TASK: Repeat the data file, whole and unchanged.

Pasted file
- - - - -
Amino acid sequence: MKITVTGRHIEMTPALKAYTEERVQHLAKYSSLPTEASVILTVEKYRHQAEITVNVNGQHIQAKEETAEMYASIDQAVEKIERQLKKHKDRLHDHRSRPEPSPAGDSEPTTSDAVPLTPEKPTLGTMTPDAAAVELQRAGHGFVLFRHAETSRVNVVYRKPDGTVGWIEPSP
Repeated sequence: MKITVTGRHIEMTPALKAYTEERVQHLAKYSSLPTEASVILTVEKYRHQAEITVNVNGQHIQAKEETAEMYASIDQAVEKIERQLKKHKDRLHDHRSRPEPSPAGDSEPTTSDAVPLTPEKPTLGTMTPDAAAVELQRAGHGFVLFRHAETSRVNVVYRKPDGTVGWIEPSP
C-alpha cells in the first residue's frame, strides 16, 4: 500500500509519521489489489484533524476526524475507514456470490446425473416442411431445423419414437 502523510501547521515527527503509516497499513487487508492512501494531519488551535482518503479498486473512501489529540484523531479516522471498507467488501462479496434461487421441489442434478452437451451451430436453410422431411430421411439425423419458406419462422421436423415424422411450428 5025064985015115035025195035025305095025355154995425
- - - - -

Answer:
Amino acid sequence: MKITVTGRHIEMTPALKAYTEERVQHLAKYSSLPTEASVILTVEKYRHQAEITVNVNGQHIQAKEETAEMYASIDQAVEKIERQLKKHKDRLHDHRSRPEPSPAGDSEPTTSDAVPLTPEKPTLGTMTPDAAAVELQRAGHGFVLFRHAETSRVNVVYRKPDGTVGWIEPSP
Repeated sequence: MKITVTGRHIEMTPALKAYTEERVQHLAKYSSLPTEASVILTVEKYRHQAEITVNVNGQHIQAKEETAEMYASIDQAVEKIERQLKKHKDRLHDHRSRPEPSPAGDSEPTTSDAVPLTPEKPTLGTMTPDAAAVELQRAGHGFVLFRHAETSRVNVVYRKPDGTVGWIEPSP
C-alpha cells in the first residue's frame, strides 16, 4: 500500500509519521489489489484533524476526524475507514456470490446425473416442411431445423419414437 502523510501547521515527527503509516497499513487487508492512501494531519488551535482518503479498486473512501489529540484523531479516522471498507467488501462479496434461487421441489442434478452437451451451430436453410422431411430421411439425423419458406419462422421436423415424422411450428 5025064985015115035025195035025305095025355154995425